Enough: It’s Time for New Luggage

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Patagonia MLC

Originally uploaded by sogrady

It was, I think, the fact that I nearly cursed out my defective wheeled bag in front of a pair six year olds and their mother that finally convinced me that it should be replaced. That I have yet to do so is solely the fault of the Patagonia outlet in Freeport which has yet to procure an alternative for me, though I’ve been visiting regularly all summer in anticipation of such a happy event.

This near disaster – I was able to reign myself in just in time to preserve the innocence of the youngsters – was not the first occasion I’ve had to bemoan my choice of the Patagonia Overhead Shed. I have, in fact, complained of it in this space previously. And that was before the handle declined to extend and retract properly, a failure that only sealed its fate. What good is wheeled luggage if you have to bend in half to wheel it?

This piece, then, to be retired effective immediately. Apart from the aforementioned defective handle, the bag is generally well constructed. It is, as I discussed before, the Doctor’s Bag style opening that renders it unfit for service. The novelty of the design fooled me at first, obscuring the fact that it’s the most inefficient design for a bag I’ve seen in a long time. To its credit, Patagonia’s own testers have expressed similar concerns, saying that “the size and shape of the Overhead Shed make it a pain to pack.”

Fortunately for me, I’ve already selected a replacement. Fortunately for Patagonia, this experience has done nothing to dent my confidence in the brand – the Overhead Shed being nothing more than a poor decision on my part. Succeeding the Overhead Shed will be one of these which comes – unlike its predecessor – highly recommended. Because Freeport does not seem destined to acquire one of these any time soon, I’ll be obliged to pay full price (~$150) in Boston when I stop over next Tuesday en route to New York.

The advantages of this bag are many, but the most compelling is that I may be able to cut myself down to a single bag for travelling, instead of my customary briefcase plus roller bag. This bag is, more or less, my current briefcase plus another 1100 cubic inches which should be enough for the two or three day trips that are my staple. Whereas it would inconceivable to place my laptop within my current roller bag, storing it the new one is no more risky than its usual home in the briefcase.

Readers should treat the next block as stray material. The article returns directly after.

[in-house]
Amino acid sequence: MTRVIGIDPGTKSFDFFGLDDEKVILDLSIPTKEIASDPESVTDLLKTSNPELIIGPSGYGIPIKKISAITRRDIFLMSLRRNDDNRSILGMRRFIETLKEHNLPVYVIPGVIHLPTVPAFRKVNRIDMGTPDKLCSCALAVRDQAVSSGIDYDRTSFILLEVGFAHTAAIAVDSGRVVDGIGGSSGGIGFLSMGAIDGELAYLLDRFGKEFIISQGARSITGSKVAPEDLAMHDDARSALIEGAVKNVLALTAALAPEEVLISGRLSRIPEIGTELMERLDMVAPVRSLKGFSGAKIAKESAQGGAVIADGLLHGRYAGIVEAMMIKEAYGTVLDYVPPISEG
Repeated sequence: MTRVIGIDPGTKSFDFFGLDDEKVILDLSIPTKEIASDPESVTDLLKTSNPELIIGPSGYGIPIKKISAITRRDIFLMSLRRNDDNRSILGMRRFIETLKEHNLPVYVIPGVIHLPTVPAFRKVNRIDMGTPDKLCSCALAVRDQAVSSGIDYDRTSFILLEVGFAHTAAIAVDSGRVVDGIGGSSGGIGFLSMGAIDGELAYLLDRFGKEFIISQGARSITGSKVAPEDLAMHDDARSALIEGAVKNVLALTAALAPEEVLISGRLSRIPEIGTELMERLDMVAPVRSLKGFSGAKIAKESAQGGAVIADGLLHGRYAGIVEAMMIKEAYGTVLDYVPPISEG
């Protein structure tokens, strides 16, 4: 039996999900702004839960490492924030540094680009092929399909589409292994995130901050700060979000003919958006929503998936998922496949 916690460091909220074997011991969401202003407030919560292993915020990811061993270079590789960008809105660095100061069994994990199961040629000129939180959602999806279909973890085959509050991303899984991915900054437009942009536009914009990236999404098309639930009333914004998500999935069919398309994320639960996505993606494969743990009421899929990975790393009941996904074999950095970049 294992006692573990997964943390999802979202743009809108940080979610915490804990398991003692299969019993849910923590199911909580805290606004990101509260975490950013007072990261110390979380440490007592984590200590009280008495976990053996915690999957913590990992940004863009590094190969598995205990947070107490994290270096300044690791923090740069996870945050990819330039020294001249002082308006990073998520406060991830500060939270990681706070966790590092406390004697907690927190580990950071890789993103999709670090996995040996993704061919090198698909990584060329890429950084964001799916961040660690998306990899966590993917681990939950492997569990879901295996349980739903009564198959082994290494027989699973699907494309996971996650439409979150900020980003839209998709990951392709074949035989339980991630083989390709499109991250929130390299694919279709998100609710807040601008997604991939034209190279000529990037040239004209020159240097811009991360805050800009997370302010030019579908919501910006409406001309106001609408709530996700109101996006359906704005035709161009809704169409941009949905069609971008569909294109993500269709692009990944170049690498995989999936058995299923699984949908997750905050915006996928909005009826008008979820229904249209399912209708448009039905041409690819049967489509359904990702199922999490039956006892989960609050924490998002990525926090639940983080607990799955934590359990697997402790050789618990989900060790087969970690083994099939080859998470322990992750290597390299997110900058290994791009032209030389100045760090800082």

What would be nice, then, if I’m to travel without a briefcase would be a sleeve for the laptop (12.1″ Thinkpad X40) so that I’m not carrying it around conferences and such quite so unprotected. Said sleeve should also have enough room left over for the machine’s AC adapter, if possible. Does anyone have any recommendations in that department? Regrettably, Patagonia has not yet seen fit to manufacture such items.

Also, have any of you made the adjustment to a single bag? Travelling lighter is rarely a bad idea, and this could be the perfect solution.


  1. sfbags.com makes great sleeves- very robust and protective of the laptop.

  2. +1 on sfbags.com quality. I’ve used Timbuk2 sleeves for a while to carry my laptop around town. They are a little more bulky/protective than you may want. This seems to be the current offering:


  3. Before you spend a lot of money on brand new merchandise, check out your thrift stores, scratch & dent stores, and garage sales.

    I was lucky, I admit, but I recently picked up a matched set of luggage–including a rollie suitcase–at different garage sales.

  4. One word, Stephen.


  5. Get Briggs & Riley. http://www.briggs-riley.com/
    Absolutely the best stuff with the best guarantee. I dragged my computer bag behind my car (long story) and yet they still fixed it for free.

    Go with 2 bags — Its much more versatile and just as easy. I use a BB102 for the electronics and a U422S for clothes. They hook together and fit easily into the overhead bin. I can go a week on this.

  6. Good to see you in NY. I will definitely check out. I’m of the opinion that WAY too many bags these days have all the stiffness, weight, and volume of rollers. I just want a single bag that I really like. I stopped by LL Bean in Freeport and there was at least one design IMO ruined by making it a roller bag.

  7. […] person” feel to them. As someone who primarily uses a shoulder bag (a Patagonia MLC, thanks to Stephen O’Grady’s recommendation), though, I think roller-bags have their […]

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